Survey Shows Construction Zone Driving Accidents Growing in USA

A recent survey published by Associated General Contractors of America highlighted that road construction zone driving accidents were at an all-time high in the United States. In Oz we may not have as high accident rate as they do in the United States, but we can also learn a lesson of caution from what is going on in that country.

The revelation that road construction accidents was on the up in the States was highlighted by an accident that took place in Hillsboro, North Dakota involving a Minneapolis man who was killed in a rollover accident in a construction zone one evening recently. According to eye witness reports the driver was driving recklessly at the time and attempted to overtake a tractor trailer in the construction zone on the shoulder of the road when he lost control. The following report on the accident appeared on

Witnesses reported seeing the driver passing on the shoulder at high speeds when he lost control while passing a tractor-trailer.

North Dakota State Highway Patrol Sgt. Greg Smith said the crash happened about 7:42 p.m. Monday about 4 miles north of Hillsboro. Hillsboro is about 40 miles north of Fargo.

Smith said the victim was headed south in his black 2007 Chevrolet HHR in a section of I-29 that had been restricted to one lane because of construction.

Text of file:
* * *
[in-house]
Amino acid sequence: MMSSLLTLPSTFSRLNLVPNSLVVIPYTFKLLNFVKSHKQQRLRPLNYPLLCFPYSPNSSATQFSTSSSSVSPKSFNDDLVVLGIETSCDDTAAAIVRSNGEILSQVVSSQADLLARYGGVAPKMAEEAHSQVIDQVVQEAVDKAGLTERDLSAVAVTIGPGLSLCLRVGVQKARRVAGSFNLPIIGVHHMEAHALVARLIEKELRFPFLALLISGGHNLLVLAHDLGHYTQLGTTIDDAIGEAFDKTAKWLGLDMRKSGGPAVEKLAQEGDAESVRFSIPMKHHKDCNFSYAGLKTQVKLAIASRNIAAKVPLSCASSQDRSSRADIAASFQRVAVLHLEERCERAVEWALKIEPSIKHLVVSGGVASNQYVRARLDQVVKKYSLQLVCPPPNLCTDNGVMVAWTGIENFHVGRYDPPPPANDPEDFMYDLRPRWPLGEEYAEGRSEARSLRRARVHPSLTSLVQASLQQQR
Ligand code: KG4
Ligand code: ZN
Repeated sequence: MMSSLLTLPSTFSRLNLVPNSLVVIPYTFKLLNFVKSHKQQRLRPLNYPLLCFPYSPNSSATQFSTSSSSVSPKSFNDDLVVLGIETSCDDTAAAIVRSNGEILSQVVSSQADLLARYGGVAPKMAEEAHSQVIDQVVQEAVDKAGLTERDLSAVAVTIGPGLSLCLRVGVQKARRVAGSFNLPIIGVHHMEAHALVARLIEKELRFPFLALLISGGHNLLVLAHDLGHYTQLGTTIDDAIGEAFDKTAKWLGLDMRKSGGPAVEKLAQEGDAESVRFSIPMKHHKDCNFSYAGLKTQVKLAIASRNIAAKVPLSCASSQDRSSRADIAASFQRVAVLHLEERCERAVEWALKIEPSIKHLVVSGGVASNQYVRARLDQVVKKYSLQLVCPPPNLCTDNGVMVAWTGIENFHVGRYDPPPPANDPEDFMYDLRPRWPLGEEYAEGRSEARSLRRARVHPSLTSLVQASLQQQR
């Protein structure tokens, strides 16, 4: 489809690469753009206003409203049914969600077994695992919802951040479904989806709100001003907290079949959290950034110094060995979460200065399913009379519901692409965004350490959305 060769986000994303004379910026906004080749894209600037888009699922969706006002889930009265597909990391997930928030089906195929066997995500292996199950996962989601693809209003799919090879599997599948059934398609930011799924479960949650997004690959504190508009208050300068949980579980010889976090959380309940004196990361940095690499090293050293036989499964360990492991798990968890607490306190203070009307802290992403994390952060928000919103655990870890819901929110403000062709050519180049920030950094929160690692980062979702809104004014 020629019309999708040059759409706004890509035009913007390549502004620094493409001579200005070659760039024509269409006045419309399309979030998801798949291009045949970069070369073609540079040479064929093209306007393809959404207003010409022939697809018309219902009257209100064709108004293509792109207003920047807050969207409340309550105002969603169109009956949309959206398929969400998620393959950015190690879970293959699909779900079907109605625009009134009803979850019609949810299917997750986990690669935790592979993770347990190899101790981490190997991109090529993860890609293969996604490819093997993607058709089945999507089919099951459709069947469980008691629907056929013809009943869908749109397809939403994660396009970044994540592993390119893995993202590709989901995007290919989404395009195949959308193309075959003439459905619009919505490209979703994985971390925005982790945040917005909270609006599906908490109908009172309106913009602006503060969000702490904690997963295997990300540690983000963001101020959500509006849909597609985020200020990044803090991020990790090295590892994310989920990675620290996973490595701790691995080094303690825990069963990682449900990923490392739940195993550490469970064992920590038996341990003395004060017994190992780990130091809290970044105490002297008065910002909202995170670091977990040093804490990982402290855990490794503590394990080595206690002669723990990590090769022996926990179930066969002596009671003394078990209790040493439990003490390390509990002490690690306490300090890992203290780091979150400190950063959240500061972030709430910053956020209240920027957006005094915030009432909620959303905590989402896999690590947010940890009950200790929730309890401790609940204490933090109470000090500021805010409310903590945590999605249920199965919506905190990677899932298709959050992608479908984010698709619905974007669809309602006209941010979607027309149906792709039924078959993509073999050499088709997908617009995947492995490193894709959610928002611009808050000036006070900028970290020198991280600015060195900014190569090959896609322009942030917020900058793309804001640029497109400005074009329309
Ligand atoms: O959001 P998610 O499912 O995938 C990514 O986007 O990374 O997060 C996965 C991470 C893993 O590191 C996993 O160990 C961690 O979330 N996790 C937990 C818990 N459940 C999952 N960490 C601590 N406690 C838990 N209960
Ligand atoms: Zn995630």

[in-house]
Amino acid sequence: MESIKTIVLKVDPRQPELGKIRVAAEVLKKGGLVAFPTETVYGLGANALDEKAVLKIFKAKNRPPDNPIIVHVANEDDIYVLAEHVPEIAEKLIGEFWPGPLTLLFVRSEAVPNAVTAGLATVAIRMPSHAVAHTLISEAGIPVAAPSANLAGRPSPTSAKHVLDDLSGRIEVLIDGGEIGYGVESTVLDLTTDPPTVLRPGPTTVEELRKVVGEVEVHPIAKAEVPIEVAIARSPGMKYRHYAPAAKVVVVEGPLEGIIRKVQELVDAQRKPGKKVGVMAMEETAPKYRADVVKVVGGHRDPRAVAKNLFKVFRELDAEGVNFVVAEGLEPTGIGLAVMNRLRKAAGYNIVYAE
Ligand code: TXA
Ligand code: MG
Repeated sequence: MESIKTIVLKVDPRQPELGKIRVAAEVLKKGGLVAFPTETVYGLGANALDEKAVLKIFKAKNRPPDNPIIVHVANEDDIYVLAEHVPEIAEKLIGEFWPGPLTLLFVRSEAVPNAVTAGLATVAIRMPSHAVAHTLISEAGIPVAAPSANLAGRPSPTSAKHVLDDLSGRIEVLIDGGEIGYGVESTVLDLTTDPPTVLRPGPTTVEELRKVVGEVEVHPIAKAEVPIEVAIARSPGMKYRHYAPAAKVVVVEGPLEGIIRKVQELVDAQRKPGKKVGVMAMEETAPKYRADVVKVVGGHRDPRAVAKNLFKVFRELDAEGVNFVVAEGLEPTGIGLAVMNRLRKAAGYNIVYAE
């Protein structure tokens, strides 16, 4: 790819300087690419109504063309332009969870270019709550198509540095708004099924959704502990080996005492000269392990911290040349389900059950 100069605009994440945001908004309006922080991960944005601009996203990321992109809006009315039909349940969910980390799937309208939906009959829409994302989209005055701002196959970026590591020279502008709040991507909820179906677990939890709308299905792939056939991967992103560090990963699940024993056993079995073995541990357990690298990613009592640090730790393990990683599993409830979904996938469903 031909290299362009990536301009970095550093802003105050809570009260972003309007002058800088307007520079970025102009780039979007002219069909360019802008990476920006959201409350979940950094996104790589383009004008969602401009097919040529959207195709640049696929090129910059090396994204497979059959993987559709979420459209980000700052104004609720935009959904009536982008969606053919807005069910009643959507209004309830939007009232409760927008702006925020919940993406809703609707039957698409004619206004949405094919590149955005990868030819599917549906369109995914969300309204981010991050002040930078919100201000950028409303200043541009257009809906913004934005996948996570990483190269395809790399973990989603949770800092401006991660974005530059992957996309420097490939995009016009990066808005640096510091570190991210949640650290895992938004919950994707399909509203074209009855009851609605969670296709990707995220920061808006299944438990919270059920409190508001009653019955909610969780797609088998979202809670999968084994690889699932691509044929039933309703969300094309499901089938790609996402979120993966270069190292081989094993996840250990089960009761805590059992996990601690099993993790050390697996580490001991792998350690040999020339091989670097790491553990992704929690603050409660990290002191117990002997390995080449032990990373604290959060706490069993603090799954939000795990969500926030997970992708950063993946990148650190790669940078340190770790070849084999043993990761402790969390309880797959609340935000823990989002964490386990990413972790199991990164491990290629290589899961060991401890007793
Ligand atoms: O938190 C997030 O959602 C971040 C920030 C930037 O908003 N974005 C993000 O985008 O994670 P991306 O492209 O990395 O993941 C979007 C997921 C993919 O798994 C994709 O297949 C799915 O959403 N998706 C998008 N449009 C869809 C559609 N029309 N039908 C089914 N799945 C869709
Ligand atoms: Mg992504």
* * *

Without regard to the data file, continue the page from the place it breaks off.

After losing control, the car rolled several times. The driver was ejected and pronounced dead at the scene.


This is the worst type of accident which can occur due to reckless driving around road construction zones because it resulted in a fatality.

According to the survey published earlier this month American drivers are failing to take appropriate caution when approaching road construction zones. The survey took into consideration the responses of over 400 contractors who engage in road construction across The United States.

The survey surprisingly revealed that 45 per cent of the contractors had experienced at least one crash involving a motor vehicle within a work zone in which they operated. Sixty-nine per cent of these experienced multiple crashes and more than a quarter said five or more crashes occurred.

The survey also revealed that vehicle drivers and occupants were more likely to be killed or injured than construction workers in these accidents, so educating the public is also an important consideration.

Contractors also claimed that accidents caused by drivers around work zones contributed to delays due to shutdowns in the work site. Almost half of these delays lasted at least 2 days or more.

The implementation of stricter laws and penalties for non-compliance as well as an increase in the use of concrete barriers has been suggested by contractors involved in the survey. They also suggested more frequent training as a solution.

Tom Case, chair of ACG’s national highway and transportation division and senior vice president of Watsonville, California based Granite Construction cited the importance of drivers slowing down. He was quoted by an article on

 “There is little margin for error when you work within a few inches of thousands of fast-moving vehicles,” he said. “As the data makes clear, not enough drivers are slowing down and staying alert near work sites.”

“Ensuring proper work zone safety starts and ends with cautious drivers.”

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Posted by Construction Safety News Admin
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